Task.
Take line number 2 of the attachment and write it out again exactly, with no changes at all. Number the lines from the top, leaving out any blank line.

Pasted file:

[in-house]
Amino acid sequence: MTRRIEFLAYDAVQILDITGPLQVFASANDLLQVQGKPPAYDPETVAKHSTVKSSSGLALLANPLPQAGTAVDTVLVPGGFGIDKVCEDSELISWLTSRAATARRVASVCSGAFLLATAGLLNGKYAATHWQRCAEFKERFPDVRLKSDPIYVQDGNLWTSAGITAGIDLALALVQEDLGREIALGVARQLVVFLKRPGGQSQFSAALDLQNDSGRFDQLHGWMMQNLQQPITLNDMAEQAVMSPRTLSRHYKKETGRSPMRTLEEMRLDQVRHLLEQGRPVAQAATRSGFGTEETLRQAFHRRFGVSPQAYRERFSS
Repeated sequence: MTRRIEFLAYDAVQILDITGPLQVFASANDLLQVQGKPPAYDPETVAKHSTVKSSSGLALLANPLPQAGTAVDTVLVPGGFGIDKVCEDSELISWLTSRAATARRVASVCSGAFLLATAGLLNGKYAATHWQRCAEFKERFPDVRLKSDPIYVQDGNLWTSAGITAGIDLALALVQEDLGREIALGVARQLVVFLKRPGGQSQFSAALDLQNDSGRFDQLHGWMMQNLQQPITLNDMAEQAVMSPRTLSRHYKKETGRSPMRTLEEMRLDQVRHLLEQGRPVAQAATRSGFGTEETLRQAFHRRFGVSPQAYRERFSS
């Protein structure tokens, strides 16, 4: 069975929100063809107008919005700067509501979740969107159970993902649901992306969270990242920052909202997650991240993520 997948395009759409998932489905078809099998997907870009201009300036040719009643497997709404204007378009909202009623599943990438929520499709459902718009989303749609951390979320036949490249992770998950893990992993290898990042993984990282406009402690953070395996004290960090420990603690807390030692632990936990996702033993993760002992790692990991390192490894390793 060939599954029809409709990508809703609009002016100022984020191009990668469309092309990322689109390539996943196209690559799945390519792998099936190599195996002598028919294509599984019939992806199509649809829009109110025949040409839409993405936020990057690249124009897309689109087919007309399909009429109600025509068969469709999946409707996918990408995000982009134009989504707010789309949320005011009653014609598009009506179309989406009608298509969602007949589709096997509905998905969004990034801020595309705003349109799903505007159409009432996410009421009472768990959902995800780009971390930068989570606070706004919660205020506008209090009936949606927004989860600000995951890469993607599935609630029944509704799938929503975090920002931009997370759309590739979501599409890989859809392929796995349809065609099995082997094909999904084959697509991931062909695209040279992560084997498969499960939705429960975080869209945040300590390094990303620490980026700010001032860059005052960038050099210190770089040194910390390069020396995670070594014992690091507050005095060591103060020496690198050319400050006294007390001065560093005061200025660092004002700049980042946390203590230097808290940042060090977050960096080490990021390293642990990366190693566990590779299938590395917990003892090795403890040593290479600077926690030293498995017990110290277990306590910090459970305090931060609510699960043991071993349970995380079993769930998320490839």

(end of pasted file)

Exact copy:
Amino acid sequence: MTRRIEFLAYDAVQILDITGPLQVFASANDLLQVQGKPPAYDPETVAKHSTVKSSSGLALLANPLPQAGTAVDTVLVPGGFGIDKVCEDSELISWLTSRAATARRVASVCSGAFLLATAGLLNGKYAATHWQRCAEFKERFPDVRLKSDPIYVQDGNLWTSAGITAGIDLALALVQEDLGREIALGVARQLVVFLKRPGGQSQFSAALDLQNDSGRFDQLHGWMMQNLQQPITLNDMAEQAVMSPRTLSRHYKKETGRSPMRTLEEMRLDQVRHLLEQGRPVAQAATRSGFGTEETLRQAFHRRFGVSPQAYRERFSS